One of the things that helps create growth is social media clips that show the quality of women’s soccer, and your wonderful goal in Community Shield has been one of those viral moments. Can you tell us about it?
I do not think it will be much better than scoring such a goal at a stadium like Wembley. The only thing that would have topped it is if there were fans there to see it. But it still felt electric. The girls often tell me to walk away from the distance; JiJi (Ji Soyun) always says, ‘When I pass on to you, take a hit and shoot!’ It’s just a case of being confident enough to do so. I want to show that the shot was not a one-time item and it would be good if it was something I became known for. That said, I think I’m doing well in scoring a better goal than that!

When we think of the 2019 World Cup for women, how do you reflect on that now? Bittersweet, given the way it ended (with a red card against the USA in England’s defeat in the semifinals) and the fact that you had played so well until then?
I would say that bittersweet is right. At first, the biggest feeling was definitely disappointment and felt angry at myself. But after a long, hard reflection, I could also feel proud of the journey I had been through that tournament. It (the red card) happened, I do not apologize, but it is football, these things happen and many other players have been in the same situation. If I could go back, of course, I would change things – just in terms of containing my emotions and my decision making, because I did not have to go into that tackling. But I was proud of the team, proud to be a part of my first world championship and all the successes that came with it. Again, I have appreciated it more over time. At first I was really sad and did not feel that we had succeeded or really increased. But when I look at the bigger picture and with some time to reflect, I can see that we did.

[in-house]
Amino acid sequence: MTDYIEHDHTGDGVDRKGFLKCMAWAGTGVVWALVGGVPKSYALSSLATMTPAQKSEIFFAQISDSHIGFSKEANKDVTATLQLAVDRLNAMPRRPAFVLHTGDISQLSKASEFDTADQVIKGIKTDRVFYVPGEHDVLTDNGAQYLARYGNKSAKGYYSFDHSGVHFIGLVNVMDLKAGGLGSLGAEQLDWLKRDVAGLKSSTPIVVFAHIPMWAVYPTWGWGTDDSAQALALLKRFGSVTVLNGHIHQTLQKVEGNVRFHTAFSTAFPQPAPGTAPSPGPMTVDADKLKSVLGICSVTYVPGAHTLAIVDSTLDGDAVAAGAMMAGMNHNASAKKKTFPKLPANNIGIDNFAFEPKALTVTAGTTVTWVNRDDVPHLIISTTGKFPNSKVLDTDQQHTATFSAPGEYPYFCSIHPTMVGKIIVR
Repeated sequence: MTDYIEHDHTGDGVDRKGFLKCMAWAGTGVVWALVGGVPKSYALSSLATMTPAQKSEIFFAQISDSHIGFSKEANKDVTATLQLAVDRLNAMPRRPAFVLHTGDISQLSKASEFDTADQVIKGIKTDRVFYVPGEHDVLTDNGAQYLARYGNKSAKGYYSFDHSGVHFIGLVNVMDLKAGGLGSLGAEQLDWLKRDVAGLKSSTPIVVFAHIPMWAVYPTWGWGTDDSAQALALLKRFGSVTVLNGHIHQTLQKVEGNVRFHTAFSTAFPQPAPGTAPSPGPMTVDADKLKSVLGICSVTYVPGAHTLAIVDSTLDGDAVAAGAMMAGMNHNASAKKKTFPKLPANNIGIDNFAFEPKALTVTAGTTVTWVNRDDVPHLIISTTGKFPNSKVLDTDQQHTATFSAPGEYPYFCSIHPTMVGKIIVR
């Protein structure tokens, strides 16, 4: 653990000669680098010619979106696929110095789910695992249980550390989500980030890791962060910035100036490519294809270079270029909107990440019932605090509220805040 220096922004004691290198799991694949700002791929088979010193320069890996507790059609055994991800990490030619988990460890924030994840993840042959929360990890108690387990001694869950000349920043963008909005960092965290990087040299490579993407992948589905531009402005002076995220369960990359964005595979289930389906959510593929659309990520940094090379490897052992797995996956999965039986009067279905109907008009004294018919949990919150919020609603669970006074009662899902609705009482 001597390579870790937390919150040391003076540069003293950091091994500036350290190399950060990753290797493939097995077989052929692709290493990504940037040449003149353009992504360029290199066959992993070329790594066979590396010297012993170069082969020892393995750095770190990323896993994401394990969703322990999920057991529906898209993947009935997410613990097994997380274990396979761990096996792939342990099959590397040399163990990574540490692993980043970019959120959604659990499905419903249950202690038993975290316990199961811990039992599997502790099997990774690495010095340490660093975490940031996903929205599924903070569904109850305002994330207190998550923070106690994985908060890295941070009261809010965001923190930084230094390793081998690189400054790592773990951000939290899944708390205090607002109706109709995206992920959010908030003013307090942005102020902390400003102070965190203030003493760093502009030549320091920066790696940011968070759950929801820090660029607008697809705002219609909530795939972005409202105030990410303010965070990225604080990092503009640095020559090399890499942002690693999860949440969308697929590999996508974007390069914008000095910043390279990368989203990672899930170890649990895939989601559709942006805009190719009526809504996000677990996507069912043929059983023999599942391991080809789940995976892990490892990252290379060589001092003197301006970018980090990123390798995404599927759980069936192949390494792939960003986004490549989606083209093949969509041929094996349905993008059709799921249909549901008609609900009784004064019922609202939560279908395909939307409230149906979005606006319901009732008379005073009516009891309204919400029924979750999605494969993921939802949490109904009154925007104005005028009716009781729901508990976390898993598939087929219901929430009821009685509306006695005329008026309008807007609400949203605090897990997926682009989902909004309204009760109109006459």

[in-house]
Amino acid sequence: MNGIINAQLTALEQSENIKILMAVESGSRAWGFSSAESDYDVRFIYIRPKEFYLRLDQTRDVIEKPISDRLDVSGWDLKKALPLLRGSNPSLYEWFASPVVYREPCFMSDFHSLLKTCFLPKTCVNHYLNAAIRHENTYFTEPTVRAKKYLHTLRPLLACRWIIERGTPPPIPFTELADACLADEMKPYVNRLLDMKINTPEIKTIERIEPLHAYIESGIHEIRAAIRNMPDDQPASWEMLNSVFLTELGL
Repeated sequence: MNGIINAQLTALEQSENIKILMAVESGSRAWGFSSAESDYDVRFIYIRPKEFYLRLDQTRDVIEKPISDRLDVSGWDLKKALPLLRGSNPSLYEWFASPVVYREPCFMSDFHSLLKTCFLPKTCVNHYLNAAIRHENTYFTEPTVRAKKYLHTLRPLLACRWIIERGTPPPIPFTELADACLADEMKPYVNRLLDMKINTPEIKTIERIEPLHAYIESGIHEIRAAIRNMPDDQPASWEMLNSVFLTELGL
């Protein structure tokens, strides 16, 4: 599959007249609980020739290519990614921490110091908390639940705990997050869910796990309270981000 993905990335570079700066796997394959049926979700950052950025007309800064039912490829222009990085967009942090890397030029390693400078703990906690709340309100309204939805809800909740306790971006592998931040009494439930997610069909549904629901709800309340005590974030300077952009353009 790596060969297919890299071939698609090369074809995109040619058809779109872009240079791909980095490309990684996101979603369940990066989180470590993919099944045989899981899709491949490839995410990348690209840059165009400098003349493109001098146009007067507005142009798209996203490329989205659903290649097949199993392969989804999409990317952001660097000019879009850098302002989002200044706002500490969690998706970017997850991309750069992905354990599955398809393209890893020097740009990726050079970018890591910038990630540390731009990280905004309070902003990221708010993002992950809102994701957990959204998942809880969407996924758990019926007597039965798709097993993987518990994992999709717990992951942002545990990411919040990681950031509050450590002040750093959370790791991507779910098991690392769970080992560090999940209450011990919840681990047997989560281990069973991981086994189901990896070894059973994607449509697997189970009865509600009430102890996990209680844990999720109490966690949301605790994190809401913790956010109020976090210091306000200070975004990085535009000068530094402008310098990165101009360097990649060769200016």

The Olympics are, of course, the next major international event on the horizon. How excited are you about the prospect of joining a UK team in Tokyo?
That would be massive. When they talk to the girls involved in 2012, they always say what a unique, incredible experience it was, with all the different sports and athletes coming together. That’s probably the thing I’m most excited about, and I’m working very hard at the moment to make sure I put myself in the best possible position to get elected. I have always enjoyed watching the Olympics as a fan. Whatever sport you watch, there is a sense of, ‘Oh my God, this is the Olympics’. There’s a special vibe and excitement to it, I think – to see all these amazing athletes who have been training for years to reach that point. I would very much like to be a part of it.

England celebrates after Lucy Bronze of England scores her team's third goal during the FIFA Women's World Cup France Quarter Final final match between Norway and England at the Stade Oceane on 27 June 2019 in Le Havre, France.
© Getty Images